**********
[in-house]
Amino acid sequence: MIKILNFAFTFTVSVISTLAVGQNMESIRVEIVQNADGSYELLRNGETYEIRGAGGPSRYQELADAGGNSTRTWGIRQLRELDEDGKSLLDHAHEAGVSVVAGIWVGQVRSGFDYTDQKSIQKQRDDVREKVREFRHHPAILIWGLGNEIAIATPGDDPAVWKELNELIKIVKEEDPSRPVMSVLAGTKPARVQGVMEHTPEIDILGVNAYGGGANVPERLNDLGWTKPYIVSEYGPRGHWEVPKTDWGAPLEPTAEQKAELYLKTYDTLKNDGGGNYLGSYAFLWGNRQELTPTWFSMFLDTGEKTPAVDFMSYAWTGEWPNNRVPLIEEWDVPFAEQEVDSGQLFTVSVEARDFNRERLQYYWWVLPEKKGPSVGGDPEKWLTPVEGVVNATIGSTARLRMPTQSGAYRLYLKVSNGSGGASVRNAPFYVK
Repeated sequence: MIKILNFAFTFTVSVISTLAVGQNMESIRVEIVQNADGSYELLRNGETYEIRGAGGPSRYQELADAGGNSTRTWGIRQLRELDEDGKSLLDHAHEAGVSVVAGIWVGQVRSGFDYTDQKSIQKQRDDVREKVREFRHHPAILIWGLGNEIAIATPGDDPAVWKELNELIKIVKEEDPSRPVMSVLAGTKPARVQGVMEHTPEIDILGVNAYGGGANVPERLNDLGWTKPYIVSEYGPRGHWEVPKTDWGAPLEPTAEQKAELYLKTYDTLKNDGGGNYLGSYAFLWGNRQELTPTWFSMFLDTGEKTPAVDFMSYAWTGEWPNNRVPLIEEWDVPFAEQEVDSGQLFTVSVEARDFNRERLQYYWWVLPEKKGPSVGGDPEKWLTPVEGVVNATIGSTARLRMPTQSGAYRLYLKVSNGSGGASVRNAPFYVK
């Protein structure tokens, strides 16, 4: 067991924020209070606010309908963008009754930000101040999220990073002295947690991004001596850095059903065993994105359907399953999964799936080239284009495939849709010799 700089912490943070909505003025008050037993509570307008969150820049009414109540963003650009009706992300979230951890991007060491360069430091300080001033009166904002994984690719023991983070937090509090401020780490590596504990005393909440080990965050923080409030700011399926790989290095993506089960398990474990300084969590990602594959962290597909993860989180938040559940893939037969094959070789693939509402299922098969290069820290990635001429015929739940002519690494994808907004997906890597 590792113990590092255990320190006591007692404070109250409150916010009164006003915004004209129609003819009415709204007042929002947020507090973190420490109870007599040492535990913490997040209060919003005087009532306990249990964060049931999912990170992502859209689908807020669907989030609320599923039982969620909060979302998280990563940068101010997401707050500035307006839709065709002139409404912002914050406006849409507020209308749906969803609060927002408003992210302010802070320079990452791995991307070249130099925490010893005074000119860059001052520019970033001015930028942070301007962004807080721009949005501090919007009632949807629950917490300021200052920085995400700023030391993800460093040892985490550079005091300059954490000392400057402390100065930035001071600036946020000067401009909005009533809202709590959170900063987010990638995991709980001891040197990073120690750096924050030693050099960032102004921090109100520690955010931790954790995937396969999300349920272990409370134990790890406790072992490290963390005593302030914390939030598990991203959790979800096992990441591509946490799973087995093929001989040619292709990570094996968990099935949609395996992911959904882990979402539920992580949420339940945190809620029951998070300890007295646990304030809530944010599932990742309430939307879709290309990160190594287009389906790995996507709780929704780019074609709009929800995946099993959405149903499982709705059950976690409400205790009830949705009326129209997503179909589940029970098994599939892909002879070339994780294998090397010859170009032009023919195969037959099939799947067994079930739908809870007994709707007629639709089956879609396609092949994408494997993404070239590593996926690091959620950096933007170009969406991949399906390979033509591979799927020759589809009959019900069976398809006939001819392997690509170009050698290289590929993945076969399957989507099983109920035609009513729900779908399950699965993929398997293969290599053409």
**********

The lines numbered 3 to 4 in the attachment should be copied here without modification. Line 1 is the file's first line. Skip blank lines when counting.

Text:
Repeated sequence: MIKILNFAFTFTVSVISTLAVGQNMESIRVEIVQNADGSYELLRNGETYEIRGAGGPSRYQELADAGGNSTRTWGIRQLRELDEDGKSLLDHAHEAGVSVVAGIWVGQVRSGFDYTDQKSIQKQRDDVREKVREFRHHPAILIWGLGNEIAIATPGDDPAVWKELNELIKIVKEEDPSRPVMSVLAGTKPARVQGVMEHTPEIDILGVNAYGGGANVPERLNDLGWTKPYIVSEYGPRGHWEVPKTDWGAPLEPTAEQKAELYLKTYDTLKNDGGGNYLGSYAFLWGNRQELTPTWFSMFLDTGEKTPAVDFMSYAWTGEWPNNRVPLIEEWDVPFAEQEVDSGQLFTVSVEARDFNRERLQYYWWVLPEKKGPSVGGDPEKWLTPVEGVVNATIGSTARLRMPTQSGAYRLYLKVSNGSGGASVRNAPFYVK
């Protein structure tokens, strides 16, 4: 067991924020209070606010309908963008009754930000101040999220990073002295947690991004001596850095059903065993994105359907399953999964799936080239284009495939849709010799 700089912490943070909505003025008050037993509570307008969150820049009414109540963003650009009706992300979230951890991007060491360069430091300080001033009166904002994984690719023991983070937090509090401020780490590596504990005393909440080990965050923080409030700011399926790989290095993506089960398990474990300084969590990602594959962290597909993860989180938040559940893939037969094959070789693939509402299922098969290069820290990635001429015929739940002519690494994808907004997906890597 590792113990590092255990320190006591007692404070109250409150916010009164006003915004004209129609003819009415709204007042929002947020507090973190420490109870007599040492535990913490997040209060919003005087009532306990249990964060049931999912990170992502859209689908807020669907989030609320599923039982969620909060979302998280990563940068101010997401707050500035307006839709065709002139409404912002914050406006849409507020209308749906969803609060927002408003992210302010802070320079990452791995991307070249130099925490010893005074000119860059001052520019970033001015930028942070301007962004807080721009949005501090919007009632949807629950917490300021200052920085995400700023030391993800460093040892985490550079005091300059954490000392400057402390100065930035001071600036946020000067401009909005009533809202709590959170900063987010990638995991709980001891040197990073120690750096924050030693050099960032102004921090109100520690955010931790954790995937396969999300349920272990409370134990790890406790072992490290963390005593302030914390939030598990991203959790979800096992990441591509946490799973087995093929001989040619292709990570094996968990099935949609395996992911959904882990979402539920992580949420339940945190809620029951998070300890007295646990304030809530944010599932990742309430939307879709290309990160190594287009389906790995996507709780929704780019074609709009929800995946099993959405149903499982709705059950976690409400205790009830949705009326129209997503179909589940029970098994599939892909002879070339994780294998090397010859170009032009023919195969037959099939799947067994079930739908809870007994709707007629639709089956879609396609092949994408494997993404070239590593996926690091959620950096933007170009969406991949399906390979033509591979799927020759589809009959019900069976398809006939001819392997690509170009050698290289590929993945076969399957989507099983109920035609009513729900779908399950699965993929398997293969290599053409």